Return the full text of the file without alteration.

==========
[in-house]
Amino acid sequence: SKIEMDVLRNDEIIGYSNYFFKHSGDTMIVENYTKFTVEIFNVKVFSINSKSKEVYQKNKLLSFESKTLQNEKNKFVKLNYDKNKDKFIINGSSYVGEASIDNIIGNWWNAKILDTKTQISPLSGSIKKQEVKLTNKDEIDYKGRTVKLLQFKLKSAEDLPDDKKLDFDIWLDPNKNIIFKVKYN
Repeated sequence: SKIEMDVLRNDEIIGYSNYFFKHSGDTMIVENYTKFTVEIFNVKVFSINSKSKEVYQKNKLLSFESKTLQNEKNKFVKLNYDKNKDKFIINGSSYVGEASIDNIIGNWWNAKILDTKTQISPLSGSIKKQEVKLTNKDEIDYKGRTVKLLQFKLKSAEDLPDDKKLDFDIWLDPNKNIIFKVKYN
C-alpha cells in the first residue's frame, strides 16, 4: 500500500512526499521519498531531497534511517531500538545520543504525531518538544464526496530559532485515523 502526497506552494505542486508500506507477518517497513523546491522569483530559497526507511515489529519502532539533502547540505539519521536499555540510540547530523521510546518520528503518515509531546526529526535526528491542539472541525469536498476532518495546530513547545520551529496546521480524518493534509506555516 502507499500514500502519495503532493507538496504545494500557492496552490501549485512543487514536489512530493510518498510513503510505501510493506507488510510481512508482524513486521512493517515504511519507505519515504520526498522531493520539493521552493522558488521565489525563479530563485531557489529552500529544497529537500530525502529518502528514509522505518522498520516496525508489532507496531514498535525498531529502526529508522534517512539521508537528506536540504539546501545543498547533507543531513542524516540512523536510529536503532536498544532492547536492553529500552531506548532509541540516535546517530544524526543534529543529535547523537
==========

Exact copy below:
[in-house]
Amino acid sequence: SKIEMDVLRNDEIIGYSNYFFKHSGDTMIVENYTKFTVEIFNVKVFSINSKSKEVYQKNKLLSFESKTLQNEKNKFVKLNYDKNKDKFIINGSSYVGEASIDNIIGNWWNAKILDTKTQISPLSGSIKKQEVKLTNKDEIDYKGRTVKLLQFKLKSAEDLPDDKKLDFDIWLDPNKNIIFKVKYN
Repeated sequence: SKIEMDVLRNDEIIGYSNYFFKHSGDTMIVENYTKFTVEIFNVKVFSINSKSKEVYQKNKLLSFESKTLQNEKNKFVKLNYDKNKDKFIINGSSYVGEASIDNIIGNWWNAKILDTKTQISPLSGSIKKQEVKLTNKDEIDYKGRTVKLLQFKLKSAEDLPDDKKLDFDIWLDPNKNIIFKVKYN
C-alpha cells in the first residue's frame, strides 16, 4: 500500500512526499521519498531531497534511517531500538545520543504525531518538544464526496530559532485515523 502526497506552494505542486508500506507477518517497513523546491522569483530559497526507511515489529519502532539533502547540505539519521536499555540510540547530523521510546518520528503518515509531546526529526535526528491542539472541525469536498476532518495546530513547545520551529496546521480524518493534509506555516 502507499500514500502519495503532493507538496504545494500557492496552490501549485512543487514536489512530493510518498510513503510505501510493506507488510510481512508482524513486521512493517515504511519507505519515504520526498522531493520539493521552493522558488521565489525563479530563485531557489529552500529544497529537500530525502529518502528514509522505518522498520516496525508489532507496531514498535525498531529502526529508522534517512539521508537528506536540504539546501545543498547533507543531513542524516540512523536510529536503532536498544532492547536492553529500552531506548532509541540516535546517530544524526543534529543529535547523537